Wound healing assay

A monolayer wound-healing assay was used to measure the effect of H2S on the lateral motility of SW1116 cells. In brief, SW1116 cells were seeded onto 24-well plates and cultured in RPMI1640 medium with 10% FBS until confluent. The confluent monolayers were washed twice with PBS and incubated in a serum-free medium. Small linear wounds were created by gently striking a pipette tip across the monolayers. The healing of the wounds through cell migration was assessed by measuring the wound distance.

Drug treatment

Sodium hydrogen sulfide was used as H2S donor. After dissolution, sodium hydrogen sulfide (NaHS) dissociates into Na+ and HS. The later partially binds to H+ to form undissociated H2S, which is lipophilic and freely permeates plasma membranes. H2S-releasing medium was prepared by dissolving NaHS into normal growth medium at the indicated concentrations and was changed every 24 h throughout the experiments.

Cell cycle analysis

HT-29 and SW1116 cells were fixed with ice-cold 70% ethanol in PBS followed by incubation with 50 mg/ml propidium iodide, 3.8 mmol/L sodium citrate, and 0.5 mg/ml RNase A at 4°C for 3 h and analyzed by flow cytometry (Beckman Coulter, Fullerton, CA, USA). The resultant DNA histograms were generated using WinMDI 2.8 software.

Immunofluorescence for LC3B+ autophagic vacuoles

Cells grown on 96-well plates were fixed with 4% (v/v) paraformaldehyde for 30 min and then made permeable with methanol at −20°C for 10 minutes. The cells were then covered with 10% (v/v) goat serum for 30 minutes at room temperature to block nonspecific adsorption of antibodies to the cells. After this procedure, the cells were incubated with primary antibody against LC3B at 4°C overnight. Cells were then probed with Alexa Fluor 488 goat anti-rabbit secondary antibodies and incubated at room temperature for another 2 hours. Fluorescent signals were detected using a fluorescence microscope (Nikon TS100-F). Macroautophagy was quantified by counting the number of LC3B+ dots or vacuoles per cells (a minimum of 100 cells per preparation in 2 independent experiments).

Acridine orange staining for acidic vesicular organelles

Acridine orange was added at a final concentration of 1 mg/ml for a period of 15 min. Pictures were obtained with a fluorescence microscope (Nikon TS100-F) equipped with a 50-W mercury lamp, a 450–490-nm band-pass blue excitation filters, a 505-nm dichroic mirror, a 520-nm long pass-barrier filter, and a digital camera (Nikon DS-5Mc).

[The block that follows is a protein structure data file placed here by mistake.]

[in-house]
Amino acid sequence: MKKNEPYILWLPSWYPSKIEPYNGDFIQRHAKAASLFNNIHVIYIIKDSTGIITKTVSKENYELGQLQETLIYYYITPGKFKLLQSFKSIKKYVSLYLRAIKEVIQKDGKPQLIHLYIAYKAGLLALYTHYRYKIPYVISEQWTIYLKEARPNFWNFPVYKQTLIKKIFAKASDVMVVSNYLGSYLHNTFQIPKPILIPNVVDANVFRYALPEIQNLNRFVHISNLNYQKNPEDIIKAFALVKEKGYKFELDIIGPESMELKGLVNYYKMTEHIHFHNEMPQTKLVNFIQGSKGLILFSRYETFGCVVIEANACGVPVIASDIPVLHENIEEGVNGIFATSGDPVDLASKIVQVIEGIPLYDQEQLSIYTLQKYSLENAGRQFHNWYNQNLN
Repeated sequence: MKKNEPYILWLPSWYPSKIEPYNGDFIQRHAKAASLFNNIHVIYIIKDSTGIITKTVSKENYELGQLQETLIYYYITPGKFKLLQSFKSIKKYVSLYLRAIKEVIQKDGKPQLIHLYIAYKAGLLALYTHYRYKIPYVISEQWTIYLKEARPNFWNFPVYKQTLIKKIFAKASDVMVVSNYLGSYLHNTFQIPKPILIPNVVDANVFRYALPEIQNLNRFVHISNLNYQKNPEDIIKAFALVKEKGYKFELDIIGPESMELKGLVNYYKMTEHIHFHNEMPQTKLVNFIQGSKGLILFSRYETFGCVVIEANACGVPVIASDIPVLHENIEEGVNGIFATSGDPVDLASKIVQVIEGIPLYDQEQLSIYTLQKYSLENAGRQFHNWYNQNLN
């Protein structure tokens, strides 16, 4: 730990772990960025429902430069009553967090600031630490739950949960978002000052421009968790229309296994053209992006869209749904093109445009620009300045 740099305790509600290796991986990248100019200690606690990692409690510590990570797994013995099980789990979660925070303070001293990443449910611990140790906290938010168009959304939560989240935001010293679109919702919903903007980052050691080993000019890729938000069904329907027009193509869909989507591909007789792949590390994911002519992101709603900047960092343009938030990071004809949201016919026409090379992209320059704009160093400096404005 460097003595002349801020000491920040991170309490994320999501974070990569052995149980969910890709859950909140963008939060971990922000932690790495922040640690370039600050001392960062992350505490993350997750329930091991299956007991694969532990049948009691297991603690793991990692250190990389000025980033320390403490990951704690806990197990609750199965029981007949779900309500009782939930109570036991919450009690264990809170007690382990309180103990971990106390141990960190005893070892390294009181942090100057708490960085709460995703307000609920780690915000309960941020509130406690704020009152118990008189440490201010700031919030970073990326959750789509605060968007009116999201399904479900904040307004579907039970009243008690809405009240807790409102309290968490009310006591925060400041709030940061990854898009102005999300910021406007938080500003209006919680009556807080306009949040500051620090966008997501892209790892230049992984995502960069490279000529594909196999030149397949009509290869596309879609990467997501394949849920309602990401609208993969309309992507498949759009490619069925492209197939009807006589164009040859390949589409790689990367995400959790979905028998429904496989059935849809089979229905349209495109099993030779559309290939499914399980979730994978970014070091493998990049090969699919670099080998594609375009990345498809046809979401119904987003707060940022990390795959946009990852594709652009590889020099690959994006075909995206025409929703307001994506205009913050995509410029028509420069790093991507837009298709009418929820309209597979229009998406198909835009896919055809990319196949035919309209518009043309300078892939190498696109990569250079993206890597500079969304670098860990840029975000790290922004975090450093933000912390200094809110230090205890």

RNA interference

The expression of Class III PI3K Vps34, Atg7 and AMPK was lowered using target-specific siRNA molecules (Vps34—Hs_PI3KC3_5, SI00605822; ATG7—Hs_ATG7L_5, SI02655373; AMPK—Hs_PRKAA2_6,SI02758595) purchased from Qiagen. Two hundred picomoles of gene-specific or control small interference RNA (siRNA) was transfected into cells at 40–60% conuence using Lipofectamine2000 reagent (Invitrogen) according to the manufacturer's instructions.

Western blot for proteins related to autophagy and cell cycle

Cells were harvested in radioimmunoprecipitation buffer [50 mmol/L Tris–HCl (pH 7.5), 150 mmol/L sodium chloride, 0.5% a-cholate acid, 0.1% SDS, 2 mmol/L EDTA, 1% Triton X-100, and 10% glycerol] containing proteinase and phosphatase inhibitors [1 mmol/L phenylmethylsulfonyl fluoride, 1 mg/ml aprotinin, 1 mg/ml leupeptin, 1 mg/ml pepstatin, 1 mmol/L Na3VO4, and 1 mmol/L NaF]. Proteins were quantified using protein assay kit (Bio-Rad Laboratories, Hercules, USA). Equal amounts of proteins (50 µg/lane) were resolved by SDS-PAGE, and transferred to Hybond C nitrocellulose membranes (Amersham Corporation, Arlington Heights, IL, USA). The membranes were probed with primary antibodies overnight at 4°C and incubated for 1 h with secondary peroxidase-conjugated antibodies (Invitrogen). Chemiluminescent signals were then developed with Lumiglo reagent (Cell Signaling Technology) and detected by the ChemiDoc XRS gel documentation system (Bio-rad).

Statistical analysis

Results were expressed as means ± SEM. Statistical analysis was performed with an analysis of variance (ANOVA) followed by the Tukey's t-test. P values less than 0.05 were considered statistically significant.


Competing Interests: The authors have declared that no competing interests exist.

Funding: No current external funding sources for this study